Let’s take a look, shall we?
The UM General Fund: Students and Legislators
The University of Montana’s funding comes from its general fund budget. A third of that comes from the Montana Legislature while two thirds come from tuition and fees paid by students.
Both of those funding mechanisms are tied to enrollment, so if there are fewer students there’s less money, and that means the university runs into problems. We began to see this in January with the $9 million budget deficit the University of Montana was trying to deal with.
The deficit may since have fallen around $6 million. So that means UM is short $6 million on their $160 million general fund budget for 2014. The whole operating budget for 2014 is $420 million, but the general fund is what UM really has to ‘play around with.’
In 2009 the operating budget for UM was $345 million. It continued to rise as more students enrolled, with enrollment reaching a peak of 15,669 in 2011, according to the Missoulian.
And that’s one of the reasons so many more faculty members were hired. That year the general fund for UM was $135 million, with $45 million coming from the legislature and $90 million from students.
Of course when the university gets in the news for high-profile rape cases, enrollment tends to drop, and we new see the current problems – too much staff, not enough money coming in from the legislature or the students.
The UM President’s Pay
The university rationalizes this exorbitant package because it keeps costs involved with president turnover down. Considering that the previous president, George Dennison, was at UM for two decades, I’m just not sure president turnover is an issue.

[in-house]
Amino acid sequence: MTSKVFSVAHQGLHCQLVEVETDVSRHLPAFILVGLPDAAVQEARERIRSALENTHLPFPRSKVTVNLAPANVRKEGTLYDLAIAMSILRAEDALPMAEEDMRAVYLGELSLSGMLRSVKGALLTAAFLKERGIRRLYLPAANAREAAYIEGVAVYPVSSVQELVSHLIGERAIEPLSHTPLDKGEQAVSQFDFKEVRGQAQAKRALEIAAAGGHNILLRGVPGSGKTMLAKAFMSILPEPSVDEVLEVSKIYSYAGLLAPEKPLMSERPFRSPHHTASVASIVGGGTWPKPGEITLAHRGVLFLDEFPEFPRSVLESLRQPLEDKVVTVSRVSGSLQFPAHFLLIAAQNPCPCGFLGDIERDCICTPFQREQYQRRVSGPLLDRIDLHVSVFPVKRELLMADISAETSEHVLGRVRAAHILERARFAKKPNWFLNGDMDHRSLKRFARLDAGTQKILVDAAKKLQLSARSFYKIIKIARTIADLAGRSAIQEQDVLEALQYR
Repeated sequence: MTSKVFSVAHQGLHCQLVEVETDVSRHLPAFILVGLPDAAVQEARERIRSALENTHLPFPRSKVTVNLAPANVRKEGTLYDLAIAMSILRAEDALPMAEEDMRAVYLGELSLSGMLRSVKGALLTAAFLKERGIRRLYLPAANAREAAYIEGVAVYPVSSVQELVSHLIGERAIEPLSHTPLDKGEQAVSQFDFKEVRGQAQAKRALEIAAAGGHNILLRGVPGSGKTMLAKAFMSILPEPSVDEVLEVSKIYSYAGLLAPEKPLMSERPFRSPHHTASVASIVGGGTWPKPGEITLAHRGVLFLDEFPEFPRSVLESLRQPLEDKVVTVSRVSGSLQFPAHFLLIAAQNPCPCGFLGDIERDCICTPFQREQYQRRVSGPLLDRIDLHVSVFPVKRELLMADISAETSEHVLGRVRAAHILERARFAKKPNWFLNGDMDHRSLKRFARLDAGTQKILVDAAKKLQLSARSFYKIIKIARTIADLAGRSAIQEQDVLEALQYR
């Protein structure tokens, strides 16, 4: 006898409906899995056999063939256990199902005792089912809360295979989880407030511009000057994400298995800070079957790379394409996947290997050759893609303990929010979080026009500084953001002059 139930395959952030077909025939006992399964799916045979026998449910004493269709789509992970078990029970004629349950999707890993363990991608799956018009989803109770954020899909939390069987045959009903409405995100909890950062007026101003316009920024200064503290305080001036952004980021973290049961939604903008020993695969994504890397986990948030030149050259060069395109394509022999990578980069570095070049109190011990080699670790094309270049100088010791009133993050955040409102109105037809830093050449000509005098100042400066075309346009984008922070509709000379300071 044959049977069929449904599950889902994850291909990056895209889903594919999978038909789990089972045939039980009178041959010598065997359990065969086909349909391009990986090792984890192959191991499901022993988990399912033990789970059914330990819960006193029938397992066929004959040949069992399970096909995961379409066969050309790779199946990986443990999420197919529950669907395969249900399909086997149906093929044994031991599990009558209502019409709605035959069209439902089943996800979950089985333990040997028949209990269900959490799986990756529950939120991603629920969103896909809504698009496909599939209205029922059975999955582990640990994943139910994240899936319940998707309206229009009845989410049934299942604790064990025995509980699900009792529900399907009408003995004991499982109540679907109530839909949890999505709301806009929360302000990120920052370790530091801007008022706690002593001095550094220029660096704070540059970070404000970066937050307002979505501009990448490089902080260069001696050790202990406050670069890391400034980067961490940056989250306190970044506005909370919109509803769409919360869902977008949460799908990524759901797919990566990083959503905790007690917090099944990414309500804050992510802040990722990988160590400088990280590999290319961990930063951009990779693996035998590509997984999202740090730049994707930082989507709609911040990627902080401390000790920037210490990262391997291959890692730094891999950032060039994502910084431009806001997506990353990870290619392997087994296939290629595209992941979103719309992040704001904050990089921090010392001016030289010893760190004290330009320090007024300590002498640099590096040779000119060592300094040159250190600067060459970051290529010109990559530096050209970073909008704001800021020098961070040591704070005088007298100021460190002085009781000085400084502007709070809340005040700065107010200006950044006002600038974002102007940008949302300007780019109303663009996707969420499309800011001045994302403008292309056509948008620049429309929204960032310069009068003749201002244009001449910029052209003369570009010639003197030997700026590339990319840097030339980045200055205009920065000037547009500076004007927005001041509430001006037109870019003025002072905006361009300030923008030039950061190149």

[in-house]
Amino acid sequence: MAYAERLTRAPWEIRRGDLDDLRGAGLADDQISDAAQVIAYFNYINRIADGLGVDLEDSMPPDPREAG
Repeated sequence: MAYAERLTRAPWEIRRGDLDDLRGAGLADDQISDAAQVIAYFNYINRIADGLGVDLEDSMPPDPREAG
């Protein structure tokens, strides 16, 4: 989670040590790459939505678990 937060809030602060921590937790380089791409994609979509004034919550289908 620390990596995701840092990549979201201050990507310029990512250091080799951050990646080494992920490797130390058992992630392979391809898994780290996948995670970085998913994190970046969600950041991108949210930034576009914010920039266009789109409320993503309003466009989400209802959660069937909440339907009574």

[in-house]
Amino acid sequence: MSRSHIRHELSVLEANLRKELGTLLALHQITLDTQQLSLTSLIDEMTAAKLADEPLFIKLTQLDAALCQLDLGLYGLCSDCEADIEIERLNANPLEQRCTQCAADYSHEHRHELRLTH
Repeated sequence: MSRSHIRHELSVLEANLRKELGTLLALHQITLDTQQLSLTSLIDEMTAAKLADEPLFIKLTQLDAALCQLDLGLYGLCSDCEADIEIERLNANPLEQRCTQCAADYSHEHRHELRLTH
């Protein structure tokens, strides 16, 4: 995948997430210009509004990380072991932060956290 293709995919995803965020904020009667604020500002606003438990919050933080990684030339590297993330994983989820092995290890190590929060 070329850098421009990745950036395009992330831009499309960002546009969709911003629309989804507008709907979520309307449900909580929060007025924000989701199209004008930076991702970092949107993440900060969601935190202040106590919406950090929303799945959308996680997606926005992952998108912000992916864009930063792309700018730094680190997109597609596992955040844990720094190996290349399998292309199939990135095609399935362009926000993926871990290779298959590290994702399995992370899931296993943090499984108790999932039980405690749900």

Sheila Stearns, Montana’s Commissioner of Higher Education, had this to say back in 2010 when that pay package was first being put together:
"It's hard for people to understand that it has a business and educational advantage, but there's no doubt in my mind," she said. "People don't give unless they know well the person with whom they're giving. For a president, even one who doesn't golf, to get out there and spend time with men and women in the community ... building relationships, there's clear evidence, and not just in Montana" that it has a positive influence on the university they represent, Stearns said.
After all, UM would want to raise costs for students, wouldn’t they? It’s where 2/3 of their budget is coming from!
How You and Students Suffer
Students suffer because costs continue to rise for them and they have to take out more student loans. You suffer when they graduate and they can’t put money into the economy each month, only to student loans.
Take a look at our doctors. The average medical school graduate is getting out of school with $200,000 in debt. Of course they’re going to go into the big-money fields like plastic surgery for Hollywood starlets. General practitioners or orthopedic surgeons? Not so much. Good luck finding one of those orthopedic surgeons in Helena – you’ve got to wait 6 to 8 weeks.
So because of this massive student loan debt these young doctors have to forgo needed medical fields in favor of those that may not be needed and certainly aren’t essential.
Now take that and translate it into all sector of the economy. Business majors will flock to Wall Street for easy earnings at the expense of millions of Americans.
Instead of shoveling that money into some rainy day fund so these guys can buy ever-larger houses in Missoula’s South Hills – before they transfer to a larger school to repeat the process – shouldn’t we give that money to students?
Solutions for UM Funding Woes
First, students shouldn’t pay more, as we just saw with student loans. Next, the legislature can pay more, but there’s no say in where that money goes or what it’s spent on.
There is no oversight. The board of regents says where the money can go, and that’s why we see so many high salaries, and perhaps so many low adjutant and assistant professorial salaries as well.
Are you telling me there’s not dozens of people here in Missoula that would love to have UM president Engstrom’s job? And are you telling me many of those same people can’t do twice the job at half the cost?
And don’t forget the sixteen faculty department administrators making more than $100,000 a year. Most of those are in the, you guessed it, Business Department.
Huh, Montana hasn’t been labeled a very friendly state for businesses, and yet the people teaching our graduates are making so much. What the hell are they teaching up there?
I just don’t understand it, but right now we’ve got some problems and they need solutions.